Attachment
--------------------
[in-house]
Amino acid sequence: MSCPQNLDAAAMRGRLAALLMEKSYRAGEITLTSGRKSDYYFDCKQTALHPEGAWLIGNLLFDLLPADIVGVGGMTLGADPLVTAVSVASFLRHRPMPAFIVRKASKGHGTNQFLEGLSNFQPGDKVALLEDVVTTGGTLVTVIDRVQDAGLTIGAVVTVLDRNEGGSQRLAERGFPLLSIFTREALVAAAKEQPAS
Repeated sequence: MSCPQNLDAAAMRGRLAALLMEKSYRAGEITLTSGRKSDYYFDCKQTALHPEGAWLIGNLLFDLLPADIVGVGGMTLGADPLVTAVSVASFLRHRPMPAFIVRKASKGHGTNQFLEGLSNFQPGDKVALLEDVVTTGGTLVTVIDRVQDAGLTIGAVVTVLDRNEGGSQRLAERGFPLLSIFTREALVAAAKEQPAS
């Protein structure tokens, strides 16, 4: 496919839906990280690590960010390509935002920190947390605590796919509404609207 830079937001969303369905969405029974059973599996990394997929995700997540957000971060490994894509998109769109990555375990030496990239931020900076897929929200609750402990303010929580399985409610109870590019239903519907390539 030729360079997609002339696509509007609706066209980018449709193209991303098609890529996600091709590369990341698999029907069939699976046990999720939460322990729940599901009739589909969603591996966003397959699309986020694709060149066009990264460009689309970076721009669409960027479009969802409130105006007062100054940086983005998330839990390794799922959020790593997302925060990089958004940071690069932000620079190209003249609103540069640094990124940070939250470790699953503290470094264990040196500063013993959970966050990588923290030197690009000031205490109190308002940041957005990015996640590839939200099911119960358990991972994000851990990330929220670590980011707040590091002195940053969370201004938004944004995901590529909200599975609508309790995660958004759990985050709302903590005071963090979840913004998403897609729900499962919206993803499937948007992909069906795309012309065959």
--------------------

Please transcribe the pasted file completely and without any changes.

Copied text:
[in-house]
Amino acid sequence: MSCPQNLDAAAMRGRLAALLMEKSYRAGEITLTSGRKSDYYFDCKQTALHPEGAWLIGNLLFDLLPADIVGVGGMTLGADPLVTAVSVASFLRHRPMPAFIVRKASKGHGTNQFLEGLSNFQPGDKVALLEDVVTTGGTLVTVIDRVQDAGLTIGAVVTVLDRNEGGSQRLAERGFPLLSIFTREALVAAAKEQPAS
Repeated sequence: MSCPQNLDAAAMRGRLAALLMEKSYRAGEITLTSGRKSDYYFDCKQTALHPEGAWLIGNLLFDLLPADIVGVGGMTLGADPLVTAVSVASFLRHRPMPAFIVRKASKGHGTNQFLEGLSNFQPGDKVALLEDVVTTGGTLVTVIDRVQDAGLTIGAVVTVLDRNEGGSQRLAERGFPLLSIFTREALVAAAKEQPAS
């Protein structure tokens, strides 16, 4: 496919839906990280690590960010390509935002920190947390605590796919509404609207 830079937001969303369905969405029974059973599996990394997929995700997540957000971060490994894509998109769109990555375990030496990239931020900076897929929200609750402990303010929580399985409610109870590019239903519907390539 030729360079997609002339696509509007609706066209980018449709193209991303098609890529996600091709590369990341698999029907069939699976046990999720939460322990729940599901009739589909969603591996966003397959699309986020694709060149066009990264460009689309970076721009669409960027479009969802409130105006007062100054940086983005998330839990390794799922959020790593997302925060990089958004940071690069932000620079190209003249609103540069640094990124940070939250470790699953503290470094264990040196500063013993959970966050990588923290030197690009000031205490109190308002940041957005990015996640590839939200099911119960358990991972994000851990990330929220670590980011707040590091002195940053969370201004938004944004995901590529909200599975609508309790995660958004759990985050709302903590005071963090979840913004998403897609729900499962919206993803499937948007992909069906795309012309065959």